"... een oneindig fascinerend boek ... Het gaat Tromp vooral om het gedrag van mensen in de kunstwereld die betrokken zijn bij kwesties van echt en vals, een soort onderzoek dat kunsthistorici niet gauw zullen doen, gebiologeerd als ze zijn door authenticiteit an sich. Telkenmale treft Tromp extreme, maar niet benoemde belangenverstrengelingen aan waar de sleutelfiguren - wetenschappers en kenners, maar ook museumadviseurs, tussenpersonen in de handel en soms verzamelaars - nooit op worden aangesproken." (Gary Schwartz, over de Nederlandse uitgave van Mets & Schilt) 'An endlessly fascinating book. Tromp probes the behavior of art-world figures who are involved with issues of authenticity: scholars and connoisseurs, museum advisors, art dealers and collectors. This is research of a kind that is seldom performed by art historians, who are more interested in whether a given work is genuine or not than in the process by which opinions are formed. Time after time, Tromp discovers that key agents allow their judgment to be guided by their own financial interest. In day-to-day practice, the ethics of this behavior is not questioned either in the courts, the art trade or the art-historical literature.' (Engelse vertaling Gary Schwartz)
"Based on prodigious research, Henk Tromp's work provides a fascinating case study of the problem of authenticity. This question of what is real and what is true extends far beyond the realm of art history and may be the most difficult cultural and moral issue all of us face today." Modris Eksteins, Professor Modern History at the University of Toronto and writer of ‘Rites of Spring’
"The art world wants to be trick ... That is certainly the conclusion one comes away with after reading A Real Van Gogh, Henk Tromp's thoroughly researched, highly readable, fascinating new book, which uses the history of van Gogh authenticity and forgery debates to discuss what happens in the art world when someone cries wolf. It's not a pretty picture for the expert who deigns to proclaim a work inauthentic." Noah Charney - The Journal of Art Crime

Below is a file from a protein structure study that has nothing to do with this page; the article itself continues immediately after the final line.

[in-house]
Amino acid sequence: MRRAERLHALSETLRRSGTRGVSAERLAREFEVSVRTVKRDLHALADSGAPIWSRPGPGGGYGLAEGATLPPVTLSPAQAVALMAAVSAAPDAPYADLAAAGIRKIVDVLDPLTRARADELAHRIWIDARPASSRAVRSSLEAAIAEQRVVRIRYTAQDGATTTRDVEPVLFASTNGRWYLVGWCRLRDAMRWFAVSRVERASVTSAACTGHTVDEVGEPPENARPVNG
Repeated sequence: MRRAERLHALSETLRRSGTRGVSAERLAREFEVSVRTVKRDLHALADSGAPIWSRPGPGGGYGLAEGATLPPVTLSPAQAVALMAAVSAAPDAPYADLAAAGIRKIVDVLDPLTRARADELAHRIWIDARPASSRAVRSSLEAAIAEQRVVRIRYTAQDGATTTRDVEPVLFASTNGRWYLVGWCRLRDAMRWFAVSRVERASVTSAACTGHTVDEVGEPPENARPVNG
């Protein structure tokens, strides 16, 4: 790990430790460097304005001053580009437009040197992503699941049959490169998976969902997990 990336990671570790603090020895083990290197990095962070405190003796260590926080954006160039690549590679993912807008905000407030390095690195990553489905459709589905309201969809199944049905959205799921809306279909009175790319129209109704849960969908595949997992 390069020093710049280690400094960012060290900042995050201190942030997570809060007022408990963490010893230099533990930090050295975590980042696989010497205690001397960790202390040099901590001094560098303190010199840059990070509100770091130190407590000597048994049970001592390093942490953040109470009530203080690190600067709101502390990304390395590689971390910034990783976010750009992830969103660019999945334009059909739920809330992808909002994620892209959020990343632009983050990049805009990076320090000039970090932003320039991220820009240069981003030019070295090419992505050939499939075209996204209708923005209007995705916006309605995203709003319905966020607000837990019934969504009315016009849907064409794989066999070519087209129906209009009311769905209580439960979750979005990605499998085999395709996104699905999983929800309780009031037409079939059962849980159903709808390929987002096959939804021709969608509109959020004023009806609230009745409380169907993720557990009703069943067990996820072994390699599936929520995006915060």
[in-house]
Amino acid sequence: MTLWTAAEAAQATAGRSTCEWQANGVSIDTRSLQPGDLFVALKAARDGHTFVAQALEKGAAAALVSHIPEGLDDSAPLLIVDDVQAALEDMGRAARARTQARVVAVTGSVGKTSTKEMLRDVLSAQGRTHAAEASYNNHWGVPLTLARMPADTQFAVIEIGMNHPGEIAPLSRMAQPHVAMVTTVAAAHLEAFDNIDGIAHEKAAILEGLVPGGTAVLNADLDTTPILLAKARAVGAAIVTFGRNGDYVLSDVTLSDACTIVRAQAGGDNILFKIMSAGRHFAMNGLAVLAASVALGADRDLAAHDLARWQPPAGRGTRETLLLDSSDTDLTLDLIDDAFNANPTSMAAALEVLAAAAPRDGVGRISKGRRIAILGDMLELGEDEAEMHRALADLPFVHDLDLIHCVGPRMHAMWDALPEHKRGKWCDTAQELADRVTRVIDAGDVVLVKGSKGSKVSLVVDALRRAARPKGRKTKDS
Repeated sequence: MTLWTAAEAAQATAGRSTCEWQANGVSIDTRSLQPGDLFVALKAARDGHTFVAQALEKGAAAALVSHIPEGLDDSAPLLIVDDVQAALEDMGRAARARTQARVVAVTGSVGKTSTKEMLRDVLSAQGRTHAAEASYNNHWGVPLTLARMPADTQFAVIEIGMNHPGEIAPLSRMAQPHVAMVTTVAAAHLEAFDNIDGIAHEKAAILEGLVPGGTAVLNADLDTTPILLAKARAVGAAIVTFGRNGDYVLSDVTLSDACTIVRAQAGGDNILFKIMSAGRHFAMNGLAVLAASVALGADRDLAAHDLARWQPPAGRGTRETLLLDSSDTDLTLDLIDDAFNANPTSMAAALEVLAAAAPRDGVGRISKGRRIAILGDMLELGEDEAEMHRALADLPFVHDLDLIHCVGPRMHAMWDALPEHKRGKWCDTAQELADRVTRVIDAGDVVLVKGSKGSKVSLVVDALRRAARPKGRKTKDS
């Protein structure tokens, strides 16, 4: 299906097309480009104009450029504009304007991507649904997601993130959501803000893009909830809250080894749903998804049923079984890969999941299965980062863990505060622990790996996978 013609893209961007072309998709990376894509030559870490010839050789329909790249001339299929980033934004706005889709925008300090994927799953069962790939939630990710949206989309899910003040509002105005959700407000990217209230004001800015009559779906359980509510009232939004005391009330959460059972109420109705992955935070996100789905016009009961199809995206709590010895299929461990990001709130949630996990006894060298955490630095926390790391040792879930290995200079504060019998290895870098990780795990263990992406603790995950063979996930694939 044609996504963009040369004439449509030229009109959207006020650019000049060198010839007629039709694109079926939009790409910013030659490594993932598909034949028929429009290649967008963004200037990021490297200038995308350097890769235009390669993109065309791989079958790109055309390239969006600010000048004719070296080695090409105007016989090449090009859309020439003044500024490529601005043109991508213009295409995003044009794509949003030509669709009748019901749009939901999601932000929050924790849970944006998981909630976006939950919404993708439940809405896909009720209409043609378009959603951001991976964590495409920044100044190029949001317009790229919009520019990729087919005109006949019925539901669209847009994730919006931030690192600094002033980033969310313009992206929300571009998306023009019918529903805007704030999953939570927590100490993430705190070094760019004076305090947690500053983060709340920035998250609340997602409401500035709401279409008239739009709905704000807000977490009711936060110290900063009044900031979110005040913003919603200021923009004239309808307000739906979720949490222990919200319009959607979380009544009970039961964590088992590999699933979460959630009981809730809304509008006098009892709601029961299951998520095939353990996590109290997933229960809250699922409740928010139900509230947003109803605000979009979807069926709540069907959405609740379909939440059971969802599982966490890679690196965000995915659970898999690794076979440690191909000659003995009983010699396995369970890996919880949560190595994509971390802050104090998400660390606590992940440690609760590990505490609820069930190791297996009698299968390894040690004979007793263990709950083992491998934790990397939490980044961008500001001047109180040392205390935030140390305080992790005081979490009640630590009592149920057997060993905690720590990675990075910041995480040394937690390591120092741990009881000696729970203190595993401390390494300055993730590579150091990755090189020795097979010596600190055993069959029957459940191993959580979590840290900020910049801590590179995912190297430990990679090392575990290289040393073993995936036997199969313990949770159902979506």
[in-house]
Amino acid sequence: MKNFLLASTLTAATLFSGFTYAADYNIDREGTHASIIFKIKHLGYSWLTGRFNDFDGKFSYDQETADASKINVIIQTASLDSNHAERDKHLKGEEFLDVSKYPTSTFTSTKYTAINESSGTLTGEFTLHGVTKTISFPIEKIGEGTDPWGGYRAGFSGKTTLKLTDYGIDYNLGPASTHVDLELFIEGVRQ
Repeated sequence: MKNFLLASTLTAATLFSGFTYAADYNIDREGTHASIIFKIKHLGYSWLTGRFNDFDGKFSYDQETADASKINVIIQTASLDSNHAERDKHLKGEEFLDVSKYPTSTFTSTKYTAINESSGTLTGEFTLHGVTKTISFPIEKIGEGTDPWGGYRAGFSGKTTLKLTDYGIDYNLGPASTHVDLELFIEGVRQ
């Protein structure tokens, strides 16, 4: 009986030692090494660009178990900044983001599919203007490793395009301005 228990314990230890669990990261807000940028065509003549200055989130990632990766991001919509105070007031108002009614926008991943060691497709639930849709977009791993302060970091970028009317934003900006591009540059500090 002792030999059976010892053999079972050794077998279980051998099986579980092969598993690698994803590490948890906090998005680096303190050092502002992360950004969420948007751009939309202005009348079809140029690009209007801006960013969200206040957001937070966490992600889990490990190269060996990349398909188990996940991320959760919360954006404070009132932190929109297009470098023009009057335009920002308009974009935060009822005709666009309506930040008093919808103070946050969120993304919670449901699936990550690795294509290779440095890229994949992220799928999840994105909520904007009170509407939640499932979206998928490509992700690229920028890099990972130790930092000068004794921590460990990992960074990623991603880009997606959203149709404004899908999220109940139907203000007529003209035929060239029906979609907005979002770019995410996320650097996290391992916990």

Vincent van Gogh’s paintings and drawings are fabulously expensive. Millions of people admire his work, but are those masterpieces all genuine? To this day, the international art world struggles to separate the real Van Goghs from the fake ones, and the key question addressed in this book is what may happen to art experts when they publicly voice their opinions on a particular Van Gogh (or not). The story starts with art expert J.B. de la Faille who discovered to his own bewilderment that he had included dozens of fake Van Goghs in his 1928 catalogue raisonné. He wanted to set the record straight, but met with strong resistance from art dealers, collectors, critics, politicians and others, marking the beginning of a fierce clash of interests that had seized the art world for many decades of the twentieth century. In his fascinating account of the struggle for the genuine Vincent van Gogh, Tromp shows the less attractive side of the art world. His reconstruction of many such confrontations yields a host of intriguing and sometimes bewildering insights into the fates of art experts when they bring unwelcome news.
Henk Tromp is a cultural anthropologist and works at Leiden University.